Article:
“Of course. Of course I have a secret.”
Story: In 2017, Jodi Kantor and Megan Twohey, investigative journalists at the New York Times, began an investigation into then-alleged sexual misconduct at Miramax Studios. Little did they know that their investigation would find worldwide instances of sexual abuse, with over a hundred women coming forward once their piece was published. But at the start of their investigation, it looked like they were headed to dead-end city.
Genre I’d put it in: Must Watch Docudramas
Release Date: 2022
Remake, Sequel, Based-On, or Original: Based on the investigation by – and Pulitzer Prize winning coverage of – the New York Times, regarding the history of abuse and misconduct by Harvey Weinstein. Also based on the book of the same name by NYT jouralists Kantor and Twohey. One of the jumping-off points of the #MeToo movement.
Gotta say: I’m a sucker for any and all films set in the world of journalism. All the President’s Men, Blindspot, The Post, along with stories outside the in-office docudrama genre, like His Gal Friday, and The Killing Fields. Add in some Grrrrl Power vibes, and I was ready to eat Said up with a spoon. And I did.
Said takes the information that we already know – that human sludge pile Harvey Weinstein abused way too many women in a shocking, disgusting abuse of power – and shows us all the work Kantor and Twohey put into the article that blew this case wide open. As Twohey and Kantor, Carey Mulligan and Zoe Kazan deliver believable performances; I understood how much effort these two put in, and how it affected their home lives and psyches. Rebecca Lenkiewicz’s screenplay (based on the book mentioned above) paints a picture of two young professionals excelling in their careers, and starting families in their personal lives. Mulligan and Kazan show the determination and exhaustion of these characters/women, along with their successes and heartbreaks. They’re magnificent, and after Mulligan’s amazing turn in Promising Young Woman, and Kazan’s subversive turn in Ruby Sparks, I’d expect nothing less.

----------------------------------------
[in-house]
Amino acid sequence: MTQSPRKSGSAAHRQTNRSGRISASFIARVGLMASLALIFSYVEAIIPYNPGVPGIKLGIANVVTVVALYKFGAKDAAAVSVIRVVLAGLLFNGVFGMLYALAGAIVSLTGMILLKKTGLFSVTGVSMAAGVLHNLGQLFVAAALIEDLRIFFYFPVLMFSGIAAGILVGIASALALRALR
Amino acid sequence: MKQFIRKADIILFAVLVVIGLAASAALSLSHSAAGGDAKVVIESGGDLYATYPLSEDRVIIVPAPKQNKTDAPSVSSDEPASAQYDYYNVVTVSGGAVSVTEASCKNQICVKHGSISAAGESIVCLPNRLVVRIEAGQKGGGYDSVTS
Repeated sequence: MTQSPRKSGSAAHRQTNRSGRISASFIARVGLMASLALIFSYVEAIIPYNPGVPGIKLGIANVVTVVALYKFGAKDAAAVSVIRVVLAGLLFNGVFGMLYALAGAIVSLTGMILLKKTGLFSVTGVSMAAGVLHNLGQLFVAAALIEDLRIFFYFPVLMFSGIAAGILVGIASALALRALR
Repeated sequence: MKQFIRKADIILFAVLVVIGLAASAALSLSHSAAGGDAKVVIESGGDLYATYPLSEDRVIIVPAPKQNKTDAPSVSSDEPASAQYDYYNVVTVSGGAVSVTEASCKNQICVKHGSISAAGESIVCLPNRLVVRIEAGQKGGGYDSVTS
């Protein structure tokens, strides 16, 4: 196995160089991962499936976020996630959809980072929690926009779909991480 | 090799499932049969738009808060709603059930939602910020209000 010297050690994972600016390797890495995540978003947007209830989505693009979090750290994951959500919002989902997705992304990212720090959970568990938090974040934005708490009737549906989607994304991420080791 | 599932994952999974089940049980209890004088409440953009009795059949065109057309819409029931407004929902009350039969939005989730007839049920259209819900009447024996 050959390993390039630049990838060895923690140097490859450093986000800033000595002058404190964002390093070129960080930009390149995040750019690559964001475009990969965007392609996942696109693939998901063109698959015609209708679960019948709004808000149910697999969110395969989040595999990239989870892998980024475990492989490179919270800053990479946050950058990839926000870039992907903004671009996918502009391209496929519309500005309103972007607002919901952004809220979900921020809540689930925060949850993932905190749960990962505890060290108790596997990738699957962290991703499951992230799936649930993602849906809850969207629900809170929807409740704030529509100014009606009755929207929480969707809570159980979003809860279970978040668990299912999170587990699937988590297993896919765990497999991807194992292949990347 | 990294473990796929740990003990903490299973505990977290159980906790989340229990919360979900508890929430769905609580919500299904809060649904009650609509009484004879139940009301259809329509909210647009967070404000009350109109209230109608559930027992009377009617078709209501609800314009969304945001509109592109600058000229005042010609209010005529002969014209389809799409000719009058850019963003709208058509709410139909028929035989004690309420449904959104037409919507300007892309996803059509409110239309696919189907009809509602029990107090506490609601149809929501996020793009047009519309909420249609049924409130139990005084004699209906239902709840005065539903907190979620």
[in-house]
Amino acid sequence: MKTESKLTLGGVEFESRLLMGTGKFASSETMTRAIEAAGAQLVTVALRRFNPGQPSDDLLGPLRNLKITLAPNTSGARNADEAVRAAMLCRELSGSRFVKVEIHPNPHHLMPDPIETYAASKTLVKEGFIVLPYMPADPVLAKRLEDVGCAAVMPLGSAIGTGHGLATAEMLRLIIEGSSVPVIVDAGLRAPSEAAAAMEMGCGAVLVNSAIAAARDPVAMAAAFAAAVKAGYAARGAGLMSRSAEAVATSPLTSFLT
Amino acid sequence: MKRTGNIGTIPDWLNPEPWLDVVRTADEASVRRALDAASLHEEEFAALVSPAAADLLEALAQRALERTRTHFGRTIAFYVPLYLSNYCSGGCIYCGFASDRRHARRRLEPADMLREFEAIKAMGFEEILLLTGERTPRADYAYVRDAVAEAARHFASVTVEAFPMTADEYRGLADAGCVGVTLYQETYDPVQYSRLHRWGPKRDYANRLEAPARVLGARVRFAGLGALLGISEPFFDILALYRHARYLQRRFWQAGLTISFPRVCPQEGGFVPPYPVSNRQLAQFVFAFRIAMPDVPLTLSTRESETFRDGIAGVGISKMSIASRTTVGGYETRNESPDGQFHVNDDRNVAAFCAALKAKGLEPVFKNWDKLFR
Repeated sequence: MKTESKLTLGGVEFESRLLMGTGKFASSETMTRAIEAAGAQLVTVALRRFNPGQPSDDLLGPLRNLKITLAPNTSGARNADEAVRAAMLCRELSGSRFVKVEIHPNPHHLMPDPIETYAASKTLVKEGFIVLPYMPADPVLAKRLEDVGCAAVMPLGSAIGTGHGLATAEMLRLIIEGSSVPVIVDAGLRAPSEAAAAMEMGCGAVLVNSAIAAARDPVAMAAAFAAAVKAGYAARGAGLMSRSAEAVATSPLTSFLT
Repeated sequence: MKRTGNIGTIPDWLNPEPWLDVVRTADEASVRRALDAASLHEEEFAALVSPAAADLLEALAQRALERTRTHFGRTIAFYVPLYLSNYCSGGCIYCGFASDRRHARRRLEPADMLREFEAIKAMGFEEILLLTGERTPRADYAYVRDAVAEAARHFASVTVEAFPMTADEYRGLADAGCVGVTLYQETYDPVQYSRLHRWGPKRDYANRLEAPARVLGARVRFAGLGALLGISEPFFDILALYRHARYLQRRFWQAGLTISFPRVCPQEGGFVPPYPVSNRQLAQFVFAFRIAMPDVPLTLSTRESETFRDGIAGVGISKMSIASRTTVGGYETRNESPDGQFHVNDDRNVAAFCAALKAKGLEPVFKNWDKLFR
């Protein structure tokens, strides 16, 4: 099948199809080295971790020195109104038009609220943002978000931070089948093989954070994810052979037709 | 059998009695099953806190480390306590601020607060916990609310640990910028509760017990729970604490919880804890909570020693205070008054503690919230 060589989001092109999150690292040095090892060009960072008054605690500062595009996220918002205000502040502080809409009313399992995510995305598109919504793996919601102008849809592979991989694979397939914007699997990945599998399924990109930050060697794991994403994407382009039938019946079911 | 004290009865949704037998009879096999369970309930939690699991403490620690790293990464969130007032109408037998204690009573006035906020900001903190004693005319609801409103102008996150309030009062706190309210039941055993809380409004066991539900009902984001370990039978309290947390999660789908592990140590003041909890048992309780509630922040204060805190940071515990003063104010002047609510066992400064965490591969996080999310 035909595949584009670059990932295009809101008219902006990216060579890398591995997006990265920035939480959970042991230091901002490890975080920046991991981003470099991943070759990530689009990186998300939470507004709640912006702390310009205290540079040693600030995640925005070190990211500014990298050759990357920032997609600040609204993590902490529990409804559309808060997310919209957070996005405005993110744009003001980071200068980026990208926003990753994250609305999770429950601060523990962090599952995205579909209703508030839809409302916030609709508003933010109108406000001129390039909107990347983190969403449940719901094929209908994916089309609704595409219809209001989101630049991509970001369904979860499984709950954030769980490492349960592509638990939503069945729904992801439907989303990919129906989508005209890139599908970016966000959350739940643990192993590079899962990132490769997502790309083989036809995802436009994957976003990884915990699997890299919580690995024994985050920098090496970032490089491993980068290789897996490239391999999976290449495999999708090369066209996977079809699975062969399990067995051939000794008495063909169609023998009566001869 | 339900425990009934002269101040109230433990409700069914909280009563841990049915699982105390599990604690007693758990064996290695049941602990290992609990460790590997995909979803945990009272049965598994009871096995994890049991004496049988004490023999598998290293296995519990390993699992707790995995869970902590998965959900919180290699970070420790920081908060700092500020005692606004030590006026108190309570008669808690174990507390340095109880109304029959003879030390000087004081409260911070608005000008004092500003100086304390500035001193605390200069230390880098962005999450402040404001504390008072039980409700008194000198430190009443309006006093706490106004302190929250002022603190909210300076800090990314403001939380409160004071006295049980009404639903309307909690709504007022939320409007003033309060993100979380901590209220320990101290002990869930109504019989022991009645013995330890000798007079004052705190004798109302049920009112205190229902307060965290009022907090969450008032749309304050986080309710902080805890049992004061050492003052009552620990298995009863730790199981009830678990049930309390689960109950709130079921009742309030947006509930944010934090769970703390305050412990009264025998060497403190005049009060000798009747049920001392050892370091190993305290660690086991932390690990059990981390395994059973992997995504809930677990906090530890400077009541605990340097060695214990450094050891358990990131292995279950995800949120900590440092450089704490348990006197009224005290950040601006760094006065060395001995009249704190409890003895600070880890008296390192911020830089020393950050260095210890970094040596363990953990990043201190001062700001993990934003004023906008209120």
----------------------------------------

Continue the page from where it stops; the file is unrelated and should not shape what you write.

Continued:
The subject matter is definitely gripping, even though the plotting feels a bit “then we did this…” rather than the thriller vibes typical for this type of journalism drama. I was fine with the beat-for-beat feel of Said‘s story, as I feel it sheds light on something too often missed in these types of films; they relentless plodding of research, and seemingly aimless grasping for facts that may not ever be used. Said has a 70s event film vibe, like President’s Men, where the facts of the story present themselves without the bells and whistles many 21st Century docudramas tack on to “make things interesting”. The story is intriguing enough in this case. And I dig the way it shows us the banality of evil, as well as the exhausting work by those looking to do good.
#Protip: The original NYT article started what’s now come to be known as The Weinstein Effect, shining a light on sexual abuse and misconduct in almost every facet of our world.